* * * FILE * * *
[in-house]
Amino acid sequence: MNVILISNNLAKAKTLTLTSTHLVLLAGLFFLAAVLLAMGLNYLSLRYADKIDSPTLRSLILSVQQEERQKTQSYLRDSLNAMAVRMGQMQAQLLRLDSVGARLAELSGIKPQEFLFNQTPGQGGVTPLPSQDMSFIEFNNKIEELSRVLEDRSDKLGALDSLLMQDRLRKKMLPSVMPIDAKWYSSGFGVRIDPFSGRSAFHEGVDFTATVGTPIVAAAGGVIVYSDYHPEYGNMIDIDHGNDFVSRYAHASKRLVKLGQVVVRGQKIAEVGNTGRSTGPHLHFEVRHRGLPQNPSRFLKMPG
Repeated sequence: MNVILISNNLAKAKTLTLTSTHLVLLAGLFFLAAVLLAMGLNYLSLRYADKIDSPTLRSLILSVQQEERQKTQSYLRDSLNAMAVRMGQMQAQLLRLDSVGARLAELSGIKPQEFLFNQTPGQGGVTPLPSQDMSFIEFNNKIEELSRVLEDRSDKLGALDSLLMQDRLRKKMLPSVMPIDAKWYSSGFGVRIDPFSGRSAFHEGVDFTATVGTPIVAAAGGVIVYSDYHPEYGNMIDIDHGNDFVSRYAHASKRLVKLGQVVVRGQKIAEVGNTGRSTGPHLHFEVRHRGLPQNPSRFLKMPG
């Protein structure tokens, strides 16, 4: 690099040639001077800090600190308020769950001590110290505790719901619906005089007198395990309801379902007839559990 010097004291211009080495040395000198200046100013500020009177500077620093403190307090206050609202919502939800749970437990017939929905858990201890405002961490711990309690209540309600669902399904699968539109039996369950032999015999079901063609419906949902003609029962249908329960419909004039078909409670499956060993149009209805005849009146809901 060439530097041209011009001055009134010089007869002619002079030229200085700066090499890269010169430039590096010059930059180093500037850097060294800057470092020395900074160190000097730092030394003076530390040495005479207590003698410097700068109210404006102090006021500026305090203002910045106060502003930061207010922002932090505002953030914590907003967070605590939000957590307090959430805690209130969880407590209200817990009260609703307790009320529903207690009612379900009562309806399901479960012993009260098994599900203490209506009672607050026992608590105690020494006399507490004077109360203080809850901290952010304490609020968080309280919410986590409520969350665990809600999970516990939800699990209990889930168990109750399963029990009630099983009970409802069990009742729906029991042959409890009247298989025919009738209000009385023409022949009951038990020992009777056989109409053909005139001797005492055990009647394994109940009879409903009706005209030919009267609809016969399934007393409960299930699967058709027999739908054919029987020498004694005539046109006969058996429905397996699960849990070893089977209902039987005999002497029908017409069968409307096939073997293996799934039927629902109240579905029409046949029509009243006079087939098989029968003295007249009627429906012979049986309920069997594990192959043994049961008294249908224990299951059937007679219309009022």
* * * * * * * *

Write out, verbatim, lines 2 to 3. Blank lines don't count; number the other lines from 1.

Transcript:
Amino acid sequence: MNVILISNNLAKAKTLTLTSTHLVLLAGLFFLAAVLLAMGLNYLSLRYADKIDSPTLRSLILSVQQEERQKTQSYLRDSLNAMAVRMGQMQAQLLRLDSVGARLAELSGIKPQEFLFNQTPGQGGVTPLPSQDMSFIEFNNKIEELSRVLEDRSDKLGALDSLLMQDRLRKKMLPSVMPIDAKWYSSGFGVRIDPFSGRSAFHEGVDFTATVGTPIVAAAGGVIVYSDYHPEYGNMIDIDHGNDFVSRYAHASKRLVKLGQVVVRGQKIAEVGNTGRSTGPHLHFEVRHRGLPQNPSRFLKMPG
Repeated sequence: MNVILISNNLAKAKTLTLTSTHLVLLAGLFFLAAVLLAMGLNYLSLRYADKIDSPTLRSLILSVQQEERQKTQSYLRDSLNAMAVRMGQMQAQLLRLDSVGARLAELSGIKPQEFLFNQTPGQGGVTPLPSQDMSFIEFNNKIEELSRVLEDRSDKLGALDSLLMQDRLRKKMLPSVMPIDAKWYSSGFGVRIDPFSGRSAFHEGVDFTATVGTPIVAAAGGVIVYSDYHPEYGNMIDIDHGNDFVSRYAHASKRLVKLGQVVVRGQKIAEVGNTGRSTGPHLHFEVRHRGLPQNPSRFLKMPG